Now that the HTML5 set of standards has reached Recommendation status (the W3C's way of saying it's now a published standard) the DeviceAtlas team thought we'd take a look at how support for HTML5 has grown in shipping mobile devices over the past few years. We have a wealth of device data to draw from since we've been tracking devices ever since mobile phones could access the web.
This chart shows the number of devices released each year (using the DeviceAtlas yearReleased property) that support varying numbers of HTML5 properties. So what does this mean? Essentially this chart is showing that support for HTML5 in mobile devices is growing rapidly. The changes really started in 2009 and ramped strongly from there.
Hover over chart areas to see detailed data points.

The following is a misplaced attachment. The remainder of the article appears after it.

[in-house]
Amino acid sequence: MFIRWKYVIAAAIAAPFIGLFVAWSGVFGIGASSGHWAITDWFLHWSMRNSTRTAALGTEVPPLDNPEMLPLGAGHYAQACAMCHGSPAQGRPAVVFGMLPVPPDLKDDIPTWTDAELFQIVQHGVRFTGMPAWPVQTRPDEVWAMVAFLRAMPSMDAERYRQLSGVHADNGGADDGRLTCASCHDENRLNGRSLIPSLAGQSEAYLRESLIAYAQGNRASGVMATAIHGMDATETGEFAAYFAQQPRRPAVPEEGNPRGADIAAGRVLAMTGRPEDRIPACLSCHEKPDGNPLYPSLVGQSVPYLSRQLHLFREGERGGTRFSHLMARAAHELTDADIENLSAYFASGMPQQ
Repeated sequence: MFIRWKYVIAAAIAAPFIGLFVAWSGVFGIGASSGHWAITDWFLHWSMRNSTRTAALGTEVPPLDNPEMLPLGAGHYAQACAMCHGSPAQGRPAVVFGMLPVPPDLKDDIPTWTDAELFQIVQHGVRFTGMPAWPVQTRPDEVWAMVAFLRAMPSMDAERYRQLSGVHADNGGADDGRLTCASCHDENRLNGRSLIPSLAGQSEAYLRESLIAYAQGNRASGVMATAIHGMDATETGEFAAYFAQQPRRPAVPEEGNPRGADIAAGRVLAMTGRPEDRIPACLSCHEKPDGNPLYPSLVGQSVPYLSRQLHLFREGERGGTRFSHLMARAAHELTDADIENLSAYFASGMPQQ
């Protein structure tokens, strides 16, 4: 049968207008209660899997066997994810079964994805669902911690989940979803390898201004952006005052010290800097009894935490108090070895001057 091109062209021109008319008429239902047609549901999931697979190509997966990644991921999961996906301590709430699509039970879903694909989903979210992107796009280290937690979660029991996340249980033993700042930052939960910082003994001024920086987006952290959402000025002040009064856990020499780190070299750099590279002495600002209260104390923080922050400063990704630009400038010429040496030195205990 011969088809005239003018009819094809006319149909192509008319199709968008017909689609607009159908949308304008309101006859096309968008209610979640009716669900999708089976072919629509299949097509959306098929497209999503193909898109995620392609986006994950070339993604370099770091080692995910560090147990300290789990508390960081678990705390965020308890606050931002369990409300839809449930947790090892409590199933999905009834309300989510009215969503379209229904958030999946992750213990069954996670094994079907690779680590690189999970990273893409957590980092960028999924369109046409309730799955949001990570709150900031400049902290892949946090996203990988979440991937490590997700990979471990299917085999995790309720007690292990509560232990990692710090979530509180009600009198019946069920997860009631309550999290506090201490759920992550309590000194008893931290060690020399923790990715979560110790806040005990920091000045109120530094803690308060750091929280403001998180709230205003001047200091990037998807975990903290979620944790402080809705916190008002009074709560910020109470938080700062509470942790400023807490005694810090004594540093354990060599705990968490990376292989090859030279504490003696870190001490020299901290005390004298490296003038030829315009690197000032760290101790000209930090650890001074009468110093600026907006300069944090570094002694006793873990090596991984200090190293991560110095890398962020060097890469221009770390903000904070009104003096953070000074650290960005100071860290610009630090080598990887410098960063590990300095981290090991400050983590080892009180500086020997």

Within this growth story, however, there is a much fragmentation. The overall progression is strong and clear but content publishers should be careful not to assume too much of their users' devices since, even in recent years, many devices are released with little or no support for HTML5. If you really want your content to reach a wide audience you should ensure to check the properties of the device before sending it content.
This data is taken from the standard DeviceAtlas database. The HTML5 properties in question can be seen on our properties page and include the following:
HTML Audio, Canvas, Inline SVG, SVG, HTML Video, CSS Animations, CSS Columns, CSS Transforms, CSS Transitions, JS Application Cache, JS Geo Location, JS Indexeddb, JS Local Storage, JS Session Storage, JS Web GL, JS Web Sockets, JS Web SQL Database, JS Web Workers, JS Device Orientation, JS Device Motion, JS Touch Events, JS Query Selector
These properties are available to any DeviceAtlas license holder via the Enterprise or Cloud APIs. You can also browse these properties with our Data Explorer and plot their coverage by country, OS etc. As an example, this page dives into more detail on the CSS Transforms property.